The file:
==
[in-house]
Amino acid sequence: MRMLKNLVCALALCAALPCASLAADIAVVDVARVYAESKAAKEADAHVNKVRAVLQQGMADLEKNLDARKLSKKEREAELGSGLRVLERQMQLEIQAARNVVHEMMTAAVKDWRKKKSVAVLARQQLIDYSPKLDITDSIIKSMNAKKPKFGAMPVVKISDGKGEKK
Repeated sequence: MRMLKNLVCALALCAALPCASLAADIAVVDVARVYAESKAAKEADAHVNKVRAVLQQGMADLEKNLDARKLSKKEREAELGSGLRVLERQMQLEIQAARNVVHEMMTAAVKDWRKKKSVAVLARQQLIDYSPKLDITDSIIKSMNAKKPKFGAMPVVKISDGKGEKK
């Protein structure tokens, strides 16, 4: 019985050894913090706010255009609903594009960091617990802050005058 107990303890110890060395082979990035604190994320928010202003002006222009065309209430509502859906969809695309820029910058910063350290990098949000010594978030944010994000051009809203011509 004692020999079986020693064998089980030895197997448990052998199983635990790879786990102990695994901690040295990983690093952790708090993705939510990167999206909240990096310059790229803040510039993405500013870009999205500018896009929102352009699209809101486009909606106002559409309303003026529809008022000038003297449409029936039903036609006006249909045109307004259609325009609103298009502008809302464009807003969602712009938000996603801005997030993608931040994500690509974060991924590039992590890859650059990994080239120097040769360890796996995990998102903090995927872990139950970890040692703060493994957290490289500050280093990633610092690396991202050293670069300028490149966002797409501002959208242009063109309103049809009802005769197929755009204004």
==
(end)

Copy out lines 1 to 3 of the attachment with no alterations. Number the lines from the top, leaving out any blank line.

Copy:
[in-house]
Amino acid sequence: MRMLKNLVCALALCAALPCASLAADIAVVDVARVYAESKAAKEADAHVNKVRAVLQQGMADLEKNLDARKLSKKEREAELGSGLRVLERQMQLEIQAARNVVHEMMTAAVKDWRKKKSVAVLARQQLIDYSPKLDITDSIIKSMNAKKPKFGAMPVVKISDGKGEKK
Repeated sequence: MRMLKNLVCALALCAALPCASLAADIAVVDVARVYAESKAAKEADAHVNKVRAVLQQGMADLEKNLDARKLSKKEREAELGSGLRVLERQMQLEIQAARNVVHEMMTAAVKDWRKKKSVAVLARQQLIDYSPKLDITDSIIKSMNAKKPKFGAMPVVKISDGKGEKK